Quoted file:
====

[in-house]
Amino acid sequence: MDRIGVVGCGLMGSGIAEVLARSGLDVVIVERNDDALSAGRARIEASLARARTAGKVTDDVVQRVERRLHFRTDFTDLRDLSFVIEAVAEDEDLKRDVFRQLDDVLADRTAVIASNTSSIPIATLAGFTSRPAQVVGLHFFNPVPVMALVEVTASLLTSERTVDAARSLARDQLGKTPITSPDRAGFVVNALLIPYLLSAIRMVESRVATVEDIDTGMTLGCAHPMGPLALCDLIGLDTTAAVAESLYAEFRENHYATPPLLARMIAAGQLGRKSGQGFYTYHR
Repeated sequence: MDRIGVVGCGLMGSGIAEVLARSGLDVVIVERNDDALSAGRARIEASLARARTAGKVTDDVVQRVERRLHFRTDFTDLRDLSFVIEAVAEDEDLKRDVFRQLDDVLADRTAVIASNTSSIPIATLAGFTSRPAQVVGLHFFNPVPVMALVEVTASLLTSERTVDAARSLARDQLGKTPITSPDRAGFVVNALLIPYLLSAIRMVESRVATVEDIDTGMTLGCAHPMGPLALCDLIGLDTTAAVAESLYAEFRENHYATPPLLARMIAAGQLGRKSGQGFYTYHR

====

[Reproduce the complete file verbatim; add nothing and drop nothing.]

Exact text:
[in-house]
Amino acid sequence: MDRIGVVGCGLMGSGIAEVLARSGLDVVIVERNDDALSAGRARIEASLARARTAGKVTDDVVQRVERRLHFRTDFTDLRDLSFVIEAVAEDEDLKRDVFRQLDDVLADRTAVIASNTSSIPIATLAGFTSRPAQVVGLHFFNPVPVMALVEVTASLLTSERTVDAARSLARDQLGKTPITSPDRAGFVVNALLIPYLLSAIRMVESRVATVEDIDTGMTLGCAHPMGPLALCDLIGLDTTAAVAESLYAEFRENHYATPPLLARMIAAGQLGRKSGQGFYTYHR
Repeated sequence: MDRIGVVGCGLMGSGIAEVLARSGLDVVIVERNDDALSAGRARIEASLARARTAGKVTDDVVQRVERRLHFRTDFTDLRDLSFVIEAVAEDEDLKRDVFRQLDDVLADRTAVIASNTSSIPIATLAGFTSRPAQVVGLHFFNPVPVMALVEVTASLLTSERTVDAARSLARDQLGKTPITSPDRAGFVVNALLIPYLLSAIRMVESRVATVEDIDTGMTLGCAHPMGPLALCDLIGLDTTAAVAESLYAEFRENHYATPPLLARMIAAGQLGRKSGQGFYTYHR